Faith In Feminism

Lads Mags: alternative outsells Loaded

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Lads mags are a hot topic in the media at the moment. I’m joined here by Steve Legg, founder of an alternative men’s magazine called SortedIts sales figures have now over-taken those of Loaded. The magazine has received a ringing endorsement from Bear Grylls who describes it as “down to earth, real and un-religious”.

// Steve Legg //

// Steve Legg //

VB: I’ve been vocal lately about how damaging I believe ‘lads mags’ are to both men and women. It’s gotten me a lot of abuse online! As well as criticising the lads mags,  I also want to speak up for the positive alternatives on the market. Your magazine caught my attention – tell us about it.

SL: Yes, I run a men’s magazine – Sorted – and I started it because I wanted my son and his mates to be able to read a magazine that wasn’t full of semi-naked women. I wanted him to understand that reading about footballers is entertaining, learning about great adventurers is exciting but that getting kicks out of looking at naked women is offensive. I wanted to reach more men and boys with that message but I also wanted the women in my life to know that there are men who want that type of magazine – who aren’t just buying their reading material for the pictures.

VB: Is it only men who write for your magazine?

SL: No, we have some great women who write for it too – and they’re appreciated for their journalism skills and their wit, not for their vital statistics.

VB: How are sales going? Do you think it can actually compete with the mainstream lads mags?

SL: From the beginning, I’ve wanted to take on the magazines that objectify women- Loaded and Nuts being two of my particular bug bears. It has been amazing to watch Sorted’s circulation rise as theirs have dropped. We now distribute more magazines than Loaded.

VB: That’s impressive.

SL: Thanks. There have been many campaigns to boycott these magazines – but I think it sends an even louder message to the market when the ‘boobs, babes and bums free’ magazine is overtaking the smut through a process of natural selection.

Sorted-Brochure

 

VB: Your magazine Sorted is strap-lined “The men’s mag with morals”. Does your religious faith come into your motivations for publishing it and the message it contains?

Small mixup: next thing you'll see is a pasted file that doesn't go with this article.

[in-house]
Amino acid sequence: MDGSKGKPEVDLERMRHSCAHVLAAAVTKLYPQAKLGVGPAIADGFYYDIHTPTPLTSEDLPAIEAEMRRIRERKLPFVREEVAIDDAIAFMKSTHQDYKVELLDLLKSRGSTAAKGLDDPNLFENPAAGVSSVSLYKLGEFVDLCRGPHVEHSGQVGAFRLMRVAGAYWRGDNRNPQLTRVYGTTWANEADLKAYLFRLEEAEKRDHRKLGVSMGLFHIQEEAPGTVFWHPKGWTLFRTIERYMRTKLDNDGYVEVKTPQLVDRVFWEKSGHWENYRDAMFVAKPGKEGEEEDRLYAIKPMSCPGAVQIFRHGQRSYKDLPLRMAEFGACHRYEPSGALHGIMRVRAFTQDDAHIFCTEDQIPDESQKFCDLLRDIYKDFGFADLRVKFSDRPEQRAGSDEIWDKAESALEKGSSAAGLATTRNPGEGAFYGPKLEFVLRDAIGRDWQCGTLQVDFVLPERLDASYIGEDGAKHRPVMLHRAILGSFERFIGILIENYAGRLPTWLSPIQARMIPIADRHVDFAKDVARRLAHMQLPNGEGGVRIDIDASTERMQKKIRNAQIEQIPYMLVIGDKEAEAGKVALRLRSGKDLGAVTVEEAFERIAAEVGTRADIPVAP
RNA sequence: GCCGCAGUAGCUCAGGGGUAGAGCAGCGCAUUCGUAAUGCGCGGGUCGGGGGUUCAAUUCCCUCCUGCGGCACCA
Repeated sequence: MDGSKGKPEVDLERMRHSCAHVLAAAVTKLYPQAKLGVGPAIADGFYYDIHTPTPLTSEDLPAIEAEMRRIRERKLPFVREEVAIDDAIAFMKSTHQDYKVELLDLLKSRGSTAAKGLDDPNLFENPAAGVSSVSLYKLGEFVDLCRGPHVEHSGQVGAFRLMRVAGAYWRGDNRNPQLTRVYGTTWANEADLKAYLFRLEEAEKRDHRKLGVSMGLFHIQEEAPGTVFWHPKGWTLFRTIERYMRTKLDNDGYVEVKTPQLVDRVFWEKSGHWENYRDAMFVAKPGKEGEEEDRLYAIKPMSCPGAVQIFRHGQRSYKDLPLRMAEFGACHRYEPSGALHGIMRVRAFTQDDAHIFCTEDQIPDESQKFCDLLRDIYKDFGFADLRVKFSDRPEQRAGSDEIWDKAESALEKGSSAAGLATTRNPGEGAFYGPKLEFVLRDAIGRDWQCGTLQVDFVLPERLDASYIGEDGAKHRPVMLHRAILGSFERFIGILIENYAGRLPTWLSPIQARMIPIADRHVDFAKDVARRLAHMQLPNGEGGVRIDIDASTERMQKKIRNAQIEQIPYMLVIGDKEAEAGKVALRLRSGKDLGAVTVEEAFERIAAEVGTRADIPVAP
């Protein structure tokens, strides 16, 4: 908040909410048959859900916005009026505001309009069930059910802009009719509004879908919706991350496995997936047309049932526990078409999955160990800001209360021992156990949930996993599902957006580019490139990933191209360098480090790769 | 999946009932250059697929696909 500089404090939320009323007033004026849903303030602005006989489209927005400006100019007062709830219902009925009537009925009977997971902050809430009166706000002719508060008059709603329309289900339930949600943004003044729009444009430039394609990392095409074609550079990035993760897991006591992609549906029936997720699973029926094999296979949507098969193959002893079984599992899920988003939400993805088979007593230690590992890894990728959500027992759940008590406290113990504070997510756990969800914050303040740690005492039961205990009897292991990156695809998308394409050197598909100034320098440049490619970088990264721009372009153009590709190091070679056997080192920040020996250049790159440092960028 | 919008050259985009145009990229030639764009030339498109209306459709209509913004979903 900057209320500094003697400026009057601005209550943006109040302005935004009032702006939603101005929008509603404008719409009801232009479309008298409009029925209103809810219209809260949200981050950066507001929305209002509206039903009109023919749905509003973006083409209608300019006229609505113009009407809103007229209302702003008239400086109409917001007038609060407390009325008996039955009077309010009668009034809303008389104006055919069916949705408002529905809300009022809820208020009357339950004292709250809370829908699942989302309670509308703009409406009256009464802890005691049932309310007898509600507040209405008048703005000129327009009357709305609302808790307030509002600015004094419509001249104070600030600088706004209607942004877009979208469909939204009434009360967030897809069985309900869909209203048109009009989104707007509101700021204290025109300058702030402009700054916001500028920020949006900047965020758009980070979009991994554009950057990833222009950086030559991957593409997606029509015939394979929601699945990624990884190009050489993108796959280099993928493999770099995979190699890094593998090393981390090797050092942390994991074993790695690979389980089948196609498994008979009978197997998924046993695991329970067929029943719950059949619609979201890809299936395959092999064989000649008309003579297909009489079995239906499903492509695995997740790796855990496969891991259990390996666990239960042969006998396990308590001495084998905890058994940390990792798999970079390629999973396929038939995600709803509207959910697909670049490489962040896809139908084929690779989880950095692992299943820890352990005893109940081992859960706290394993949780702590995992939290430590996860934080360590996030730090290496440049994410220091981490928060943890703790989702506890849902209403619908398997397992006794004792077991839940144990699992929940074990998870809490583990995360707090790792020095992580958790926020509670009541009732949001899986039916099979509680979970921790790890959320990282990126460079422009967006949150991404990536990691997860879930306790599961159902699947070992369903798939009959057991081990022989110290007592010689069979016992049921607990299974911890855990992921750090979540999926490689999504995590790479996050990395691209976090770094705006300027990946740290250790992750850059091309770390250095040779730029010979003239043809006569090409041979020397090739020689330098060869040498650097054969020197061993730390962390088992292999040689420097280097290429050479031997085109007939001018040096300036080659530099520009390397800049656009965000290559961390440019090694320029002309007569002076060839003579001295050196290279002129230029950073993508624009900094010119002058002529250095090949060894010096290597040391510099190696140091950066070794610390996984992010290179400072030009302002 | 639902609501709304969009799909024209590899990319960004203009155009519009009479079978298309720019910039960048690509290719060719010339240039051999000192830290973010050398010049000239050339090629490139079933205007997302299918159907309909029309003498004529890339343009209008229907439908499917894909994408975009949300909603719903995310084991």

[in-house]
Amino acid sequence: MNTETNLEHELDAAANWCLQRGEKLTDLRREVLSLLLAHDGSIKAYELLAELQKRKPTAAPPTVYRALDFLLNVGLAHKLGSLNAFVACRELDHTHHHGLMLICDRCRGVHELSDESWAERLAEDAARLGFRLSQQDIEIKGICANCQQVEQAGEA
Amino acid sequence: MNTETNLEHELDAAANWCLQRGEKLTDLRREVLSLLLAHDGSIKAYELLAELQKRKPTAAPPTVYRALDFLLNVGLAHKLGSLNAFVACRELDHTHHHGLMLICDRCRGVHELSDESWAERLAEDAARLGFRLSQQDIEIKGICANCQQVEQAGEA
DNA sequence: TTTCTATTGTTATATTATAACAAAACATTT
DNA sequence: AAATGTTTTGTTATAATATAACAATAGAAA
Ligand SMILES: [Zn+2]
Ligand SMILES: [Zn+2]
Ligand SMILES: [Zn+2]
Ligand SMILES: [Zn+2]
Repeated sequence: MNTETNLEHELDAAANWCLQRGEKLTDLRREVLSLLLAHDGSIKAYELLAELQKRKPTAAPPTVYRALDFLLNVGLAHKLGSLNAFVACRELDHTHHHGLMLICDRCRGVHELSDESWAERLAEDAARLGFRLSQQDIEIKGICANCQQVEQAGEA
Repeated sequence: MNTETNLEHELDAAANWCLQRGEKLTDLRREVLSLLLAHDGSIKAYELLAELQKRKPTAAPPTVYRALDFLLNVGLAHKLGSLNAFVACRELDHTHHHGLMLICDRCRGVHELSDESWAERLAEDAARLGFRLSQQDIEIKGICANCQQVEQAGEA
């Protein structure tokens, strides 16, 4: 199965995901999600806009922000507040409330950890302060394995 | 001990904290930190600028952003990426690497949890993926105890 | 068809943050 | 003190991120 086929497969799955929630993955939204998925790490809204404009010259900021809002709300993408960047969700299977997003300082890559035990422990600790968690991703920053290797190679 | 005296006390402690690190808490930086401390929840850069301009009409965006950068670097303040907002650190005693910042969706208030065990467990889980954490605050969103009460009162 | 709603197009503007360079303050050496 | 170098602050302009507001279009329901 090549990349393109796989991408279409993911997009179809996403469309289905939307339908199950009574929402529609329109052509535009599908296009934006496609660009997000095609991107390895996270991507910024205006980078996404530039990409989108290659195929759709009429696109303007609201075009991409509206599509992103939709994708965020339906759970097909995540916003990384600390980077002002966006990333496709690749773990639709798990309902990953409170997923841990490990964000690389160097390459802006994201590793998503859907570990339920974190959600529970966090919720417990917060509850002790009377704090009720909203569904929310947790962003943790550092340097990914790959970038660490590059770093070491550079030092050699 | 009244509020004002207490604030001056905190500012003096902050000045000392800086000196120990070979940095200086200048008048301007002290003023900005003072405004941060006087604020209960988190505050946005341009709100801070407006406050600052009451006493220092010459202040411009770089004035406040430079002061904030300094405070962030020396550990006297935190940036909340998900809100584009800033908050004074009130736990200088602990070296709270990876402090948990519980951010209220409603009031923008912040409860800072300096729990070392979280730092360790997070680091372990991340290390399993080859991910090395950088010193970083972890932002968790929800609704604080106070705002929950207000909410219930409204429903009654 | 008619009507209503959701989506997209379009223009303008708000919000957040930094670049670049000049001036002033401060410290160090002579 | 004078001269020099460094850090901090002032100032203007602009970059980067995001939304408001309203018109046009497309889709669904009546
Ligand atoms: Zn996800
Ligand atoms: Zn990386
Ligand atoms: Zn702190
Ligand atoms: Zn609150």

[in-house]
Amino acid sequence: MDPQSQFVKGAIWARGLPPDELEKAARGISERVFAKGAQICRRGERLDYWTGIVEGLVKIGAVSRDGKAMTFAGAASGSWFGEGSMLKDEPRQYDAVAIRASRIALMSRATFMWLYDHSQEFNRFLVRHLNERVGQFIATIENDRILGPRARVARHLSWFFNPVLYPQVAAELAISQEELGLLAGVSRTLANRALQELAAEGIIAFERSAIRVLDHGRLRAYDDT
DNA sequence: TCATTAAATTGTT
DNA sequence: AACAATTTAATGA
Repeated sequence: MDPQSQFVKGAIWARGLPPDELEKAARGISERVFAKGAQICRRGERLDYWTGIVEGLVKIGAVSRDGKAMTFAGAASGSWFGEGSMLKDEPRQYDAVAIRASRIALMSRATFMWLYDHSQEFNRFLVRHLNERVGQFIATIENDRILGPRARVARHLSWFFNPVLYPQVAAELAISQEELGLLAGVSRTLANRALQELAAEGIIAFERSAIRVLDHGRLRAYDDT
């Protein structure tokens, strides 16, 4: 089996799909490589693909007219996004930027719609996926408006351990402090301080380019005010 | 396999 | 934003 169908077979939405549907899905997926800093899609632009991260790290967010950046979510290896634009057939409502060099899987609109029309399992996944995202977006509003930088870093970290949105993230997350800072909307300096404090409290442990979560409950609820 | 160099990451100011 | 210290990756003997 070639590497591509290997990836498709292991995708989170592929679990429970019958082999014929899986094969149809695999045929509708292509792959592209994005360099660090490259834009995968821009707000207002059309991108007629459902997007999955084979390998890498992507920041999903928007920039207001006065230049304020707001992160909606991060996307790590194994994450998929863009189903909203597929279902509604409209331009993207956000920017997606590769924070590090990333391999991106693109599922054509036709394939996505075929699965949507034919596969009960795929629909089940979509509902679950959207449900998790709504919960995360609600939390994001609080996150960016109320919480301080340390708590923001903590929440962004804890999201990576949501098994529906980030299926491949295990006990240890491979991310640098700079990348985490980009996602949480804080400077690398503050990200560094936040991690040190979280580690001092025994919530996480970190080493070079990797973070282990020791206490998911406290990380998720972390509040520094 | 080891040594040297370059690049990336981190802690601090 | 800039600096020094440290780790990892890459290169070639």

SL: Yes, it’s a key part of it. I want to encourage men to be men – to learn how to be good dads, husbands, brothers, friends. At the heart of that whole process is the lesson of how to live in what I believe is a God ordained equal partnership with women.

VB: So do you feel Christianity and feminism are compatible, if ‘feminism’ is taken to mean a quest for women’s equality?

SL: I do. And if I’m honest I don’t really understand why anyone wouldn’t support the rights of women. There’s more depth to it than that of course, but on one level, what kind a person doesn’t treat everyone with respect? The thing is – I love women. Let me qualify that; I’m a dad, raising five women, a husband partnered with a simply brilliant woman and I was raised by the first women I ever loved – my Mum. Each of these women is amazing in their unique way and I love to watch them reach their potential and grow and develop and aim high.

VB: Does it frustrate you to see how lads mags promote a certain culture toward females?

SL: Yes it does! I don’t want to see women boxed in by other people’s opinions, ignored because they’re ‘just a woman’ or leered at because alongside being outstanding they happen to be stunners.

VB: Many think Christianity is a patriarchal faith – do you agree with that?

SL: No – as a Christian I’ve chosen to follow a God who, when he came to earth as man, went out of his way to honour women, who respected them regardless of their background, marital status or profession and who empowered women to go out and change the worlds they lived in, even though culturally that was incomprehensible. Jesus loved women too.

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If you’d like to check out Steve’s magazine Sorted, you can do so here.

Sorted-Issue-16

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About The Author